The rezoning application for a modestly sized market rental housing building on Knight Street was unanimously approved by Vancouver City Council during a public hearing last week.
Four single-family dwellings at 4426-4464 Knight Street and 1406 East 28th Avenue — the southeast corner of the intersection of Knight Street and East 28th Avenue — will be redeveloped by local developer Alliance Partners into a six-storey building with 72 secured market rental homes.
The unit mix is 33 studios, 13 one-bedroom units, 18 two-bedroom units, and eight three-bedroom units. Residents will be provided with 29 vehicle parking stalls and 161 bike parking spaces. GBL Architects is the design firm.
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But city council also approved a unique stipulation for the project, following a recommendation put forward by COPE councillor Jean Swanson and moved by Green Party councillor Pete Fry.
Through the approved recommendation, city council have directed city staff to work with the proponent to require air pollution mitigation measures are incorporated into the building design to protect tenants from vehicle pollution on Knight Street.
During her term, Swanson has raised her concerns with arterial pollution affecting the health of residents living in close proximity, especially along the Knight Street corridor, which is a critical arterial route used by growing port freight trucks.
A motion by Swanson in May 2019 specifically seeking to mitigate truck pollution on the Clark Drive-Knight Street corridor cited 2018 research by the University of Toronto that found homes, schools, and businesses along Knight Street are exposed to as much or more traffic pollution that neighbourhoods near Toronto’s Highway 401, which is North America’s busiest highway. But this corridor in Vancouver sees just one-tenth of the traffic of the Toronto freeway.
“I just think it’s really important that we look out for the health of people who live on arterials,” said Swanson during the public hearing.
NPA councillor Melissa De Genova raised concerns that this air pollution mitigation requirement is potentially unfair, as other developers along this particular corridor and other high-pollution corridors have not been mandated to make enhancements to their design.
It could set a precedent for future projects along Knight Street, such as BC Housing’s proposal for a 12-storey building with 90 supportive housing units at 1406-1410 East King Edward Avenue — the southeast corner of the intersection of Knight Street and King Edward Avenue, just three blocks to the north. City council is expected to review the BC Housing application before the end of their term.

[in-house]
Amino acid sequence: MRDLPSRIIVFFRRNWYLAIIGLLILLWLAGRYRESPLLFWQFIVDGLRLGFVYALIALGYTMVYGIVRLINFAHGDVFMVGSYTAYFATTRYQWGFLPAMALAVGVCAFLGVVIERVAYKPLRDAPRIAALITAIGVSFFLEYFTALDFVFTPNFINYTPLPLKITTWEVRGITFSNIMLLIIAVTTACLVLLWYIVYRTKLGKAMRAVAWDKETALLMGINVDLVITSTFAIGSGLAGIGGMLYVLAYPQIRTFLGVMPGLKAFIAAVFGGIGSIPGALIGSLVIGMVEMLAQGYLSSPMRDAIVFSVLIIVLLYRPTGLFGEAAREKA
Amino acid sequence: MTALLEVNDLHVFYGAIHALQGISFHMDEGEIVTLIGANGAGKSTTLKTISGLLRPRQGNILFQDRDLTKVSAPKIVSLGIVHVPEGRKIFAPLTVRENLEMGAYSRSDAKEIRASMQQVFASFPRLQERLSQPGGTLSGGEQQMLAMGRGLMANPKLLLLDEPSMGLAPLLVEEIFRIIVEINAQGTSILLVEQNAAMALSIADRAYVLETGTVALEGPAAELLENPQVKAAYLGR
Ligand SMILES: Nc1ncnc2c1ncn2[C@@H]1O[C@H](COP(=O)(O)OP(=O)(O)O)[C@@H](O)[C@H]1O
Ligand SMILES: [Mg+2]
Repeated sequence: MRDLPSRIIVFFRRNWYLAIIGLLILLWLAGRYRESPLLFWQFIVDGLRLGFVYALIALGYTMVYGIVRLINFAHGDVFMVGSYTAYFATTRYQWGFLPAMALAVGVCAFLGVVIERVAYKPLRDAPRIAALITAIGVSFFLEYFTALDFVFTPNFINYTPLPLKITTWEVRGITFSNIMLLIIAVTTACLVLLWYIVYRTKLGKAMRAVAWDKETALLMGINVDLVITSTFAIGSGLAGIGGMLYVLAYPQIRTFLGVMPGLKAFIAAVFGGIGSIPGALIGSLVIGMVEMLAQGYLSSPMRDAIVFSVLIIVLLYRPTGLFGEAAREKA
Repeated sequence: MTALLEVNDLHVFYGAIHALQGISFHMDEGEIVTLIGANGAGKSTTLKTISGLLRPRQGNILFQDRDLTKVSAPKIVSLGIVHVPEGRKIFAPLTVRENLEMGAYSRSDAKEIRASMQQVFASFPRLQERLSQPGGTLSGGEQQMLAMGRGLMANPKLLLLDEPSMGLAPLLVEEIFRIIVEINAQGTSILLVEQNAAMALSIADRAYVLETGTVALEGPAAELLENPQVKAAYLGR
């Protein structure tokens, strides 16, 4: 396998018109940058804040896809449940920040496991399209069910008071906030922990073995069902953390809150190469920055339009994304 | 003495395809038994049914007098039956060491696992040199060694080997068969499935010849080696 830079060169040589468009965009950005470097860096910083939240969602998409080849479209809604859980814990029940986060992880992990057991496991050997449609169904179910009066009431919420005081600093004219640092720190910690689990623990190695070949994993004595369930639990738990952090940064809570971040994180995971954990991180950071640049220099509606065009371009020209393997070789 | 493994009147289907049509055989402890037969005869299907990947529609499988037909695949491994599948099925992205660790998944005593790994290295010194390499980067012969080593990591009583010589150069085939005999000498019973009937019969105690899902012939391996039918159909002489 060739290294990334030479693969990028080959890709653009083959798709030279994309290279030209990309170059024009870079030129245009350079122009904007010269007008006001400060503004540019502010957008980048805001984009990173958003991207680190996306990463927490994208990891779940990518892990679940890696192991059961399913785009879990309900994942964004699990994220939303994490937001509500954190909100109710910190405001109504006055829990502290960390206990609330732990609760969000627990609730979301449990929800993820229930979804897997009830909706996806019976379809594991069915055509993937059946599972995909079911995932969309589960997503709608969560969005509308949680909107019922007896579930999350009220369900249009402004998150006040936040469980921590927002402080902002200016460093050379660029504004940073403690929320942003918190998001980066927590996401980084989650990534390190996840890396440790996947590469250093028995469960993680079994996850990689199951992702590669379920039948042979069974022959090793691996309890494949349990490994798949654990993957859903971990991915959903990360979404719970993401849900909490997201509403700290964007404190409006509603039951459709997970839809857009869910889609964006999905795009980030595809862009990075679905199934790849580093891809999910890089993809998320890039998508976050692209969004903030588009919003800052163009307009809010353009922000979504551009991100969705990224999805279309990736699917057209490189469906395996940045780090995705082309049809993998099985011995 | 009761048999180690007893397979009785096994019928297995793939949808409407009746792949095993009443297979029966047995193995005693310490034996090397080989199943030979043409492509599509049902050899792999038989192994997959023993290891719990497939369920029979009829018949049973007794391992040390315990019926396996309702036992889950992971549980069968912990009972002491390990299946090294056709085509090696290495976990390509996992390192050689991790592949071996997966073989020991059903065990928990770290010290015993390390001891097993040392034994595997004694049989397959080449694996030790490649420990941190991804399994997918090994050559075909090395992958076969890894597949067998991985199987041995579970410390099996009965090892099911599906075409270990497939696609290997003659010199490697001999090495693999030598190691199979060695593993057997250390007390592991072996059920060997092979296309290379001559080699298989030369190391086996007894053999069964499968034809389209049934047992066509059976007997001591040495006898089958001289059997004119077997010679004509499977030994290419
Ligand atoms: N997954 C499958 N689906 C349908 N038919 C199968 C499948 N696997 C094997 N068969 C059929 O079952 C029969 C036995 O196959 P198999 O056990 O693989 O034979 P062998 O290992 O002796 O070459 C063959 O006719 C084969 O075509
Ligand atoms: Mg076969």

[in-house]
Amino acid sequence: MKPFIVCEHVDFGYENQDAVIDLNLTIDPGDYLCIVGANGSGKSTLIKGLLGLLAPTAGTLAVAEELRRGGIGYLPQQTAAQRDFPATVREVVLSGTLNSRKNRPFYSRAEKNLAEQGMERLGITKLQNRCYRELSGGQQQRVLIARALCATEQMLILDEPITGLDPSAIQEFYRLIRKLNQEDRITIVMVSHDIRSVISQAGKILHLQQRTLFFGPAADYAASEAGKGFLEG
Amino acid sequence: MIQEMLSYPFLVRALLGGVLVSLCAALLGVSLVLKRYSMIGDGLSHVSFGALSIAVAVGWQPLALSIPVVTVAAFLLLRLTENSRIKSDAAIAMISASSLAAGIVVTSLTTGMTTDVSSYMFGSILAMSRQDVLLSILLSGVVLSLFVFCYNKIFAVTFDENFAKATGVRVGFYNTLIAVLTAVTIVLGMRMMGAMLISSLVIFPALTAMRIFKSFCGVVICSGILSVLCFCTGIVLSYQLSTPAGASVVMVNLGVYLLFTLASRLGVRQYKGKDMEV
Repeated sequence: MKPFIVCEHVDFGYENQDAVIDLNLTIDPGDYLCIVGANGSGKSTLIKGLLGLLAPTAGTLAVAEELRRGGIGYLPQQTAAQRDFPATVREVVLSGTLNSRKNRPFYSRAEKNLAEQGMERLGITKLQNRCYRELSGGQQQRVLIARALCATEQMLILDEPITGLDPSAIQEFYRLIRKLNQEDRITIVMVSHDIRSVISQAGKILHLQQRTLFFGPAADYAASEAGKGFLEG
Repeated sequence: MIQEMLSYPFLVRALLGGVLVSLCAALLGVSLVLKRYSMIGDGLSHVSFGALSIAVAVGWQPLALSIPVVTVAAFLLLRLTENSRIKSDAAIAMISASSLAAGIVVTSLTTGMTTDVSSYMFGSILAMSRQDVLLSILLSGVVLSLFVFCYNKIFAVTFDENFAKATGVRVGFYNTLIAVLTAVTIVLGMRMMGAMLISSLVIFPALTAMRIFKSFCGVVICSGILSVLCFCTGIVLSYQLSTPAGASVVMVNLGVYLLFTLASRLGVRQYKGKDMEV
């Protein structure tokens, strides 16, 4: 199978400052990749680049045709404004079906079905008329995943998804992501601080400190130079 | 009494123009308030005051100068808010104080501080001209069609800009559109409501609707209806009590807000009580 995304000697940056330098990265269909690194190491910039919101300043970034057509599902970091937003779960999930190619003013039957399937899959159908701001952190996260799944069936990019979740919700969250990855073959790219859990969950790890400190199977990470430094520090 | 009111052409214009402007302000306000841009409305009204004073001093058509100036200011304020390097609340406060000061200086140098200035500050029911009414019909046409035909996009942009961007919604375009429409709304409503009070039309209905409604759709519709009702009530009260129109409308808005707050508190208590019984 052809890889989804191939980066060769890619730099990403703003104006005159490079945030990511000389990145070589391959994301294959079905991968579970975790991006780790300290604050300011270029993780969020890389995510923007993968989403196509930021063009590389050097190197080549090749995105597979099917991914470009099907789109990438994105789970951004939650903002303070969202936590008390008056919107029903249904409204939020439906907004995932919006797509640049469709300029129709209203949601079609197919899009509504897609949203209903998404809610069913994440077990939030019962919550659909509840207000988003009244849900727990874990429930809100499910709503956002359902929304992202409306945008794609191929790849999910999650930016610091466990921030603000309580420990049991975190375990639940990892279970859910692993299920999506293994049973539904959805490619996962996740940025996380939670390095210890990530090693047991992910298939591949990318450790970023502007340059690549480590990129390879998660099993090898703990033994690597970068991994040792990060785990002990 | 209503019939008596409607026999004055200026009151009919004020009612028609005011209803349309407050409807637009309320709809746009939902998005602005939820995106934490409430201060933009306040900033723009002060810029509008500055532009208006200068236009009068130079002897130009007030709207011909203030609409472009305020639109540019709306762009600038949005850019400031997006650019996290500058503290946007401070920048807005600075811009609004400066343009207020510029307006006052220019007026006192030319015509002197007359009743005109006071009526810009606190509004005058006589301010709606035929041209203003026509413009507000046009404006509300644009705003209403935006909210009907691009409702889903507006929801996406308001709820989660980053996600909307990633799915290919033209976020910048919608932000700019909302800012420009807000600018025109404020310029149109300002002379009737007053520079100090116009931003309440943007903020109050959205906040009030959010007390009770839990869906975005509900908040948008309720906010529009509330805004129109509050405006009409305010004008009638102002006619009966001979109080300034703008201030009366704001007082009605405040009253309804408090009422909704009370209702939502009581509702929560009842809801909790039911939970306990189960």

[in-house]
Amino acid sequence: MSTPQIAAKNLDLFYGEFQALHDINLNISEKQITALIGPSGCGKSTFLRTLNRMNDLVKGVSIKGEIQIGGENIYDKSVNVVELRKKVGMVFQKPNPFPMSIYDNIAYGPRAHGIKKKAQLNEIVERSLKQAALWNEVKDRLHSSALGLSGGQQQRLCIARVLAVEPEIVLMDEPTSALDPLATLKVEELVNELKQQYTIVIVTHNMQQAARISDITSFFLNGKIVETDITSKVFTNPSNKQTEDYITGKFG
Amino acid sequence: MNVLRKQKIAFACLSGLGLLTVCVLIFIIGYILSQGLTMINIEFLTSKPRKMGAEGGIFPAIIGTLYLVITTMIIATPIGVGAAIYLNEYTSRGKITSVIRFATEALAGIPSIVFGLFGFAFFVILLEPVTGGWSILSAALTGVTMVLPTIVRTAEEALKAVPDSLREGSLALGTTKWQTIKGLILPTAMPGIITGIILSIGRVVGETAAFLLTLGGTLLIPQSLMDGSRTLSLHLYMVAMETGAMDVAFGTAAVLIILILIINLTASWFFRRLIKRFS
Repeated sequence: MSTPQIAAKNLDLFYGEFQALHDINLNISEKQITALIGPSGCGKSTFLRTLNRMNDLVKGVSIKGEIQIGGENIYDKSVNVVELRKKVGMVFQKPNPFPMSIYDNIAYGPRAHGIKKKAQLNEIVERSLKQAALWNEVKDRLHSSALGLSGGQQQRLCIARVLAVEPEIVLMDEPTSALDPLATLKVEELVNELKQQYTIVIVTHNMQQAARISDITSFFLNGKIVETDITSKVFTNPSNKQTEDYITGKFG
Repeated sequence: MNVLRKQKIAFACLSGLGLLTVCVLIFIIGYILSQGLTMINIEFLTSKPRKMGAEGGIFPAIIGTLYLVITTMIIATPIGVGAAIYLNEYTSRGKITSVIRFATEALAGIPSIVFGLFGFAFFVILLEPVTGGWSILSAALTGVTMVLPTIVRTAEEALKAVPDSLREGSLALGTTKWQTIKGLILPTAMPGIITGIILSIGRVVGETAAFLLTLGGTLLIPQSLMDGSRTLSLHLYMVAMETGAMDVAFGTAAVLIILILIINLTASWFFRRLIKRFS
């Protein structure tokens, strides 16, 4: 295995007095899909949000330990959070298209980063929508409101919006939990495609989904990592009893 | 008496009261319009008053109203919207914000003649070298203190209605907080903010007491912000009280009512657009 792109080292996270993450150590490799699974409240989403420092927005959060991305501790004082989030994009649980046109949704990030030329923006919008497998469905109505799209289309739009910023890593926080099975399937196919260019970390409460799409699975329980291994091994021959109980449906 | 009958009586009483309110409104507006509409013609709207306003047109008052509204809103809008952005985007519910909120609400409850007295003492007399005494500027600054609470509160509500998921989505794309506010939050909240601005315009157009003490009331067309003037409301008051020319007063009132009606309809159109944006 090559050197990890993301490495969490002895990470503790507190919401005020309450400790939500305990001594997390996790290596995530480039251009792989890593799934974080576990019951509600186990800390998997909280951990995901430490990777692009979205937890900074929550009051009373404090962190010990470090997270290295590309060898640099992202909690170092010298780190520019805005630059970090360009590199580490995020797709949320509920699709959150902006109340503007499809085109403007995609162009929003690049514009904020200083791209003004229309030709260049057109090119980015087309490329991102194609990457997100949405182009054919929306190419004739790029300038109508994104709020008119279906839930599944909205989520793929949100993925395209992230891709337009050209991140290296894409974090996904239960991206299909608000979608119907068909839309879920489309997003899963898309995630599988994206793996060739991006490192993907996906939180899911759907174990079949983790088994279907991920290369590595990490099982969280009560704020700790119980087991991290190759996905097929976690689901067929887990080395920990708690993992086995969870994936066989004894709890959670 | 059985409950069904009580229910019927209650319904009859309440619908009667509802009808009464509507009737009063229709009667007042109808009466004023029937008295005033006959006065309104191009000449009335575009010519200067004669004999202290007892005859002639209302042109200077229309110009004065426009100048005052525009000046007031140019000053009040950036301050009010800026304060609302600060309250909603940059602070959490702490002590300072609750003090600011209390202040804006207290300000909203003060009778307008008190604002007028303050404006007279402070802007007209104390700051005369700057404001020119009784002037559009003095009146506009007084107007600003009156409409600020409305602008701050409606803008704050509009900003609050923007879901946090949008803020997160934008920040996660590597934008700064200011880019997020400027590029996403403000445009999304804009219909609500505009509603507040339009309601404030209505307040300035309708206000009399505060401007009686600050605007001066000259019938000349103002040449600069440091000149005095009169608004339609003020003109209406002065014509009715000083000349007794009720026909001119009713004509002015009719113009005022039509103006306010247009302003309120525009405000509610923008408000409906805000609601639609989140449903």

When questioned about the potential impact of the project, city staff stated such mitigation designs could add extra costs, but clarity on exactly how the superior performance would be achieved would be made in the subsequent development permit stage. It was also suggested by Swanson that a forthcoming update by city staff to the city’s secured rental policy could remove Knight Street as one of the corridors eligible for the policy, for reasons that may include air pollution.
Fry argued that city council has set project-specific requirements in the past, such as extra flood mitigation measures for the future St. Paul’s Hospital campus in the False Creek Flats.
During the same multi-day public hearing, city council also approved the rezoning application for a six-storey market rental housing building replacing four single-family dwellings at 3449-3479 West 41st Avenue, just a block east of Dunbar Street. The approval was unanimous, with independent councillor Colleen Hardwick, Green Party councillor Michael Wiebe, and Mayor Kennedy Stewart absent from the vote.
This Vancouver Westside project, developed by Sightline Properties and designed by Ciccozzi Architecture, entails 109 secured market rental homes with a unit mix of 42 studios, 28 one-bedroom units, 30 two-bedroom units, and nine three-bedroom units. The smaller units and common indoor amenity spaces are designed for students in mind, given the project site’s close proximity to the University of British Columbia campus.
Only 29 vehicle parking spaces are provided, along with 161 bike parking spaces. The site is well-served by public transit, including the R4 41st Avenue RapidBus.
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